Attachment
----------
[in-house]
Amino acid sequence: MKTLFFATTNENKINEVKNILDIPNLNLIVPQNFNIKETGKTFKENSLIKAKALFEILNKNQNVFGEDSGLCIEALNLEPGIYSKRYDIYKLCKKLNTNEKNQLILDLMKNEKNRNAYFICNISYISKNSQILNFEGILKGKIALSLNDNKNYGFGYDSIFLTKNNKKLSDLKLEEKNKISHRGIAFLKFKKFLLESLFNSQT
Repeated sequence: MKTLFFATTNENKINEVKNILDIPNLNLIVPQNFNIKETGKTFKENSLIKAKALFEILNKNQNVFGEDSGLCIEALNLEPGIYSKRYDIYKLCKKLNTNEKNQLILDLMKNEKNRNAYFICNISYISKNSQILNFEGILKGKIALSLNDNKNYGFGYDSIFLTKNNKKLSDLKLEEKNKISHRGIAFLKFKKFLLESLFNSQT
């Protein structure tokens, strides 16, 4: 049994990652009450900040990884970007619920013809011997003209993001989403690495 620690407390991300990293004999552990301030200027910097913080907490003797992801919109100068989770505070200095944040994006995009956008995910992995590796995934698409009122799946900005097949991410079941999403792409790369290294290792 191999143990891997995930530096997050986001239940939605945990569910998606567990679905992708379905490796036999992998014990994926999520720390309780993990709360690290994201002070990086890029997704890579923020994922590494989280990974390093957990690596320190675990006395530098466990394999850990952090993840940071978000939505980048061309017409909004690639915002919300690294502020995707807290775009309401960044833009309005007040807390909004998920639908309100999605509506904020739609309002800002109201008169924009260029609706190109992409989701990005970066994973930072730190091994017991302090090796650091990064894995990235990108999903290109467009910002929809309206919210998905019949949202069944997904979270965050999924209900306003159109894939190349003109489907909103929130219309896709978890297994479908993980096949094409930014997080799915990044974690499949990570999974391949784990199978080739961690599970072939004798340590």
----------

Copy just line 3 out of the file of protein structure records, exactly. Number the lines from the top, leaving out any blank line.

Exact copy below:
Repeated sequence: MKTLFFATTNENKINEVKNILDIPNLNLIVPQNFNIKETGKTFKENSLIKAKALFEILNKNQNVFGEDSGLCIEALNLEPGIYSKRYDIYKLCKKLNTNEKNQLILDLMKNEKNRNAYFICNISYISKNSQILNFEGILKGKIALSLNDNKNYGFGYDSIFLTKNNKKLSDLKLEEKNKISHRGIAFLKFKKFLLESLFNSQT